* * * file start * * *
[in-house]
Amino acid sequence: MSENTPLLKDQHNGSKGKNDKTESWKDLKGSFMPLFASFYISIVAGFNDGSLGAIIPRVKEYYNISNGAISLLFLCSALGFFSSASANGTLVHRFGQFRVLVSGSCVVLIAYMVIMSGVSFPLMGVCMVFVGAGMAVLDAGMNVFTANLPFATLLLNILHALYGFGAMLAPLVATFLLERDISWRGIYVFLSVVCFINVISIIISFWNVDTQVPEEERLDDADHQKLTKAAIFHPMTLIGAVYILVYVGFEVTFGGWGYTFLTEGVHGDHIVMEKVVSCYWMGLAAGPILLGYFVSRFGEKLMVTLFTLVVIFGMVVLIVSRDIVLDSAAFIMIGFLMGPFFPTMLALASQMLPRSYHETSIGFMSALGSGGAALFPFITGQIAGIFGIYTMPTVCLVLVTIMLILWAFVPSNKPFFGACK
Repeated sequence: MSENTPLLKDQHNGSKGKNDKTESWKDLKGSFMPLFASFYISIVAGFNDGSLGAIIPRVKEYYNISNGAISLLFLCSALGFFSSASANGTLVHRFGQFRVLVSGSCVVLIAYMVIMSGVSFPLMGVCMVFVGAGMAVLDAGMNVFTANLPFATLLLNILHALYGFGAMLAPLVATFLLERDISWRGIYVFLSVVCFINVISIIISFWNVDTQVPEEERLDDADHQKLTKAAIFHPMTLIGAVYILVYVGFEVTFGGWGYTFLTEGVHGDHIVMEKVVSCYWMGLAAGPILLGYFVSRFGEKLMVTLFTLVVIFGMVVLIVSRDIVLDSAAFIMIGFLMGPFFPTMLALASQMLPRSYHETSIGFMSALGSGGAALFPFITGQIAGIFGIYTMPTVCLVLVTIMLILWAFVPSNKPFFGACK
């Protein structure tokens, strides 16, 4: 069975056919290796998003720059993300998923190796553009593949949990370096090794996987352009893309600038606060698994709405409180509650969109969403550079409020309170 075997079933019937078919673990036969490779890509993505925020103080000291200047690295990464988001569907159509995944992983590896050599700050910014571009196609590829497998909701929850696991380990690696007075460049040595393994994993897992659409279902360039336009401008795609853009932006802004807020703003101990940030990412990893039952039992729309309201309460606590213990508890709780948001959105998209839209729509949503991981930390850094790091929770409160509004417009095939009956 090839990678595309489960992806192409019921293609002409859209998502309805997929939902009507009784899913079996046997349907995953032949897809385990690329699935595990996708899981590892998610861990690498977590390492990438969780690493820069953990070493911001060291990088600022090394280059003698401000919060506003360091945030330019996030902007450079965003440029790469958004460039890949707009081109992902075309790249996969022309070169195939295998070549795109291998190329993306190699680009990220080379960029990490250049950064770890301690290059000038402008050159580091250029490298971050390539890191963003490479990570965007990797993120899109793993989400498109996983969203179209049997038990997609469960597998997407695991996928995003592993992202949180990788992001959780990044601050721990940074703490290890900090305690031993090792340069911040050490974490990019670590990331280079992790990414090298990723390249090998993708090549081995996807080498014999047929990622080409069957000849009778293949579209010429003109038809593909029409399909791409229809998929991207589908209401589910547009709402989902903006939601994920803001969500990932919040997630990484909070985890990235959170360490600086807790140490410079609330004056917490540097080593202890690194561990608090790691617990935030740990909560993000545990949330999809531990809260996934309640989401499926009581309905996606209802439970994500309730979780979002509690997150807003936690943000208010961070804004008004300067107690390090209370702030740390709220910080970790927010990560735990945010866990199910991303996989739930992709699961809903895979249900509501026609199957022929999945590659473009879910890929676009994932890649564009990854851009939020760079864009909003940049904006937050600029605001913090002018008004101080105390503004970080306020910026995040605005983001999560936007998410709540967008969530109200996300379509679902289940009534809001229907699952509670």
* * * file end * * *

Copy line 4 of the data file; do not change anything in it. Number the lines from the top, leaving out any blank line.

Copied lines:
């Protein structure tokens, strides 16, 4: 069975056919290796998003720059993300998923190796553009593949949990370096090794996987352009893309600038606060698994709405409180509650969109969403550079409020309170 075997079933019937078919673990036969490779890509993505925020103080000291200047690295990464988001569907159509995944992983590896050599700050910014571009196609590829497998909701929850696991380990690696007075460049040595393994994993897992659409279902360039336009401008795609853009932006802004807020703003101990940030990412990893039952039992729309309201309460606590213990508890709780948001959105998209839209729509949503991981930390850094790091929770409160509004417009095939009956 090839990678595309489960992806192409019921293609002409859209998502309805997929939902009507009784899913079996046997349907995953032949897809385990690329699935595990996708899981590892998610861990690498977590390492990438969780690493820069953990070493911001060291990088600022090394280059003698401000919060506003360091945030330019996030902007450079965003440029790469958004460039890949707009081109992902075309790249996969022309070169195939295998070549795109291998190329993306190699680009990220080379960029990490250049950064770890301690290059000038402008050159580091250029490298971050390539890191963003490479990570965007990797993120899109793993989400498109996983969203179209049997038990997609469960597998997407695991996928995003592993992202949180990788992001959780990044601050721990940074703490290890900090305690031993090792340069911040050490974490990019670590990331280079992790990414090298990723390249090998993708090549081995996807080498014999047929990622080409069957000849009778293949579209010429003109038809593909029409399909791409229809998929991207589908209401589910547009709402989902903006939601994920803001969500990932919040997630990484909070985890990235959170360490600086807790140490410079609330004056917490540097080593202890690194561990608090790691617990935030740990909560993000545990949330999809531990809260996934309640989401499926009581309905996606209802439970994500309730979780979002509690997150807003936690943000208010961070804004008004300067107690390090209370702030740390709220910080970790927010990560735990945010866990199910991303996989739930992709699961809903895979249900509501026609199957022929999945590659473009879910890929676009994932890649564009990854851009939020760079864009909003940049904006937050600029605001913090002018008004101080105390503004970080306020910026995040605005983001999560936007998410709540967008969530109200996300379509679902289940009534809001229907699952509670």